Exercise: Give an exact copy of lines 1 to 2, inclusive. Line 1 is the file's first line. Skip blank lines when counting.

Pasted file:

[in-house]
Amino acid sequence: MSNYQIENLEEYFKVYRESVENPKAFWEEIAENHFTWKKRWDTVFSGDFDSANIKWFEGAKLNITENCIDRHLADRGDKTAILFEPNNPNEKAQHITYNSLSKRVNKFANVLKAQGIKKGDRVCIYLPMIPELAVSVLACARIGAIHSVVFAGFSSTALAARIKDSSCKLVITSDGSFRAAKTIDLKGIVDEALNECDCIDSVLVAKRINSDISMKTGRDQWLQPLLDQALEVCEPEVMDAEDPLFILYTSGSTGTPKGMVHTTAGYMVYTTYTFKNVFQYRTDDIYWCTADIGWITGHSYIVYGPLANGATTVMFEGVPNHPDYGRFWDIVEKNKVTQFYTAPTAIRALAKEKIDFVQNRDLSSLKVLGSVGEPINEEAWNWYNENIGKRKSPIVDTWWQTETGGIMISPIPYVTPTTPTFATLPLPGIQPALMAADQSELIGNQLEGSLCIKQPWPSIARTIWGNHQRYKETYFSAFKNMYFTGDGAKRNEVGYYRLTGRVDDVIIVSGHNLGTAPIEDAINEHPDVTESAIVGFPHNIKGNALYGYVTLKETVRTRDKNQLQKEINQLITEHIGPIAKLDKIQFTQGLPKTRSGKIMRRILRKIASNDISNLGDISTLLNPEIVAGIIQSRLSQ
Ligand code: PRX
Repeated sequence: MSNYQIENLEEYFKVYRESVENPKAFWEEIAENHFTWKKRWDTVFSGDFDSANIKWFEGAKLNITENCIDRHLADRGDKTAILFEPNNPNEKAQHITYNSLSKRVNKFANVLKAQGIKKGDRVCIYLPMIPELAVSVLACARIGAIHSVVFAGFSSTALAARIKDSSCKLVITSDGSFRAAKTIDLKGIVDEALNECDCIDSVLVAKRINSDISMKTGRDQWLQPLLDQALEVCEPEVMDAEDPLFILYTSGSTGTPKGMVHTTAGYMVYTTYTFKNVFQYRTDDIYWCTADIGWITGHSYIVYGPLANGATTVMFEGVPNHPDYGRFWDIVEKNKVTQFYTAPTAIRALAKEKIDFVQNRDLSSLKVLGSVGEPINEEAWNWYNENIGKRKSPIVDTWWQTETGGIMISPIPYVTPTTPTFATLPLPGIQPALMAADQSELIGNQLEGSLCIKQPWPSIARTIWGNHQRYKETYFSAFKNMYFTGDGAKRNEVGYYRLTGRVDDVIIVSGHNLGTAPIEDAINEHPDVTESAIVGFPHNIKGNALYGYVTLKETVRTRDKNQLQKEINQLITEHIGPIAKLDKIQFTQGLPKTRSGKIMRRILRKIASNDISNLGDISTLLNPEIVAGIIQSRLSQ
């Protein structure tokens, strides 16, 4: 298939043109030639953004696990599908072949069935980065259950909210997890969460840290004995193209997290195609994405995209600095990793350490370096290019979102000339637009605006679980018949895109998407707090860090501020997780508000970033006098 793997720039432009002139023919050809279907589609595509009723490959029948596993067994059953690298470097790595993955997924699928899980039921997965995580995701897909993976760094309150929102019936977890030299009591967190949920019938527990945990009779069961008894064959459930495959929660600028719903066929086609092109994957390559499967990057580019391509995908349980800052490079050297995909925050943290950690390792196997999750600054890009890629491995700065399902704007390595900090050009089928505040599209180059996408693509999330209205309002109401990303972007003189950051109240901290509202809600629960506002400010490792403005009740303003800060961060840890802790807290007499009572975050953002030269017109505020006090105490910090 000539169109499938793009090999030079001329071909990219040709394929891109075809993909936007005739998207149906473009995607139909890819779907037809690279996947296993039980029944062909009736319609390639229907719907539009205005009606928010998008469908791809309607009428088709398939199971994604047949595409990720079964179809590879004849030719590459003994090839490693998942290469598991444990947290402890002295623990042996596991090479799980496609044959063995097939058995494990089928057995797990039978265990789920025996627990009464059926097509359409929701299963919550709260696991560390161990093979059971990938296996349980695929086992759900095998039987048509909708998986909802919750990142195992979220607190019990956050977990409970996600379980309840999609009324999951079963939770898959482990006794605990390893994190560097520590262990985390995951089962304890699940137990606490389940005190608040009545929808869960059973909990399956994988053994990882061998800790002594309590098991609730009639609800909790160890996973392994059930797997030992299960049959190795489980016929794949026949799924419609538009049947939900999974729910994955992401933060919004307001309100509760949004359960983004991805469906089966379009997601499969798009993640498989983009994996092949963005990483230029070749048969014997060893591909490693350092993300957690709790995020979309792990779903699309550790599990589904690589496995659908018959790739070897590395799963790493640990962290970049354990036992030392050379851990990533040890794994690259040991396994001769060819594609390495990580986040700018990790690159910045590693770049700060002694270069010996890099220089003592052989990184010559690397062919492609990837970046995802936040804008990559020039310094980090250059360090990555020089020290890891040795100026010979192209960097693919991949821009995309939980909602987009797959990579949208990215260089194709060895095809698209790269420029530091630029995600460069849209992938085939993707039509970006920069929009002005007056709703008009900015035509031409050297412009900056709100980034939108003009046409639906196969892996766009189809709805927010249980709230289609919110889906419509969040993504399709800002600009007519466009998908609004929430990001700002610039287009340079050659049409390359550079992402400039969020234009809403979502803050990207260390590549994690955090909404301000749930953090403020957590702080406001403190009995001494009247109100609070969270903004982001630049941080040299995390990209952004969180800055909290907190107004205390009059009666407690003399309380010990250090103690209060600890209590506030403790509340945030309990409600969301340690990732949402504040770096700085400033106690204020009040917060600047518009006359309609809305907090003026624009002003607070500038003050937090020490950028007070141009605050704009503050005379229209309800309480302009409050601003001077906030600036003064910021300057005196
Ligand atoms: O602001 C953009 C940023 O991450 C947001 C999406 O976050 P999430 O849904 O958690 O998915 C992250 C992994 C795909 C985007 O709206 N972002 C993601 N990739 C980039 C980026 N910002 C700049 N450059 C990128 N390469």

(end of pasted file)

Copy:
[in-house]
Amino acid sequence: MSNYQIENLEEYFKVYRESVENPKAFWEEIAENHFTWKKRWDTVFSGDFDSANIKWFEGAKLNITENCIDRHLADRGDKTAILFEPNNPNEKAQHITYNSLSKRVNKFANVLKAQGIKKGDRVCIYLPMIPELAVSVLACARIGAIHSVVFAGFSSTALAARIKDSSCKLVITSDGSFRAAKTIDLKGIVDEALNECDCIDSVLVAKRINSDISMKTGRDQWLQPLLDQALEVCEPEVMDAEDPLFILYTSGSTGTPKGMVHTTAGYMVYTTYTFKNVFQYRTDDIYWCTADIGWITGHSYIVYGPLANGATTVMFEGVPNHPDYGRFWDIVEKNKVTQFYTAPTAIRALAKEKIDFVQNRDLSSLKVLGSVGEPINEEAWNWYNENIGKRKSPIVDTWWQTETGGIMISPIPYVTPTTPTFATLPLPGIQPALMAADQSELIGNQLEGSLCIKQPWPSIARTIWGNHQRYKETYFSAFKNMYFTGDGAKRNEVGYYRLTGRVDDVIIVSGHNLGTAPIEDAINEHPDVTESAIVGFPHNIKGNALYGYVTLKETVRTRDKNQLQKEINQLITEHIGPIAKLDKIQFTQGLPKTRSGKIMRRILRKIASNDISNLGDISTLLNPEIVAGIIQSRLSQ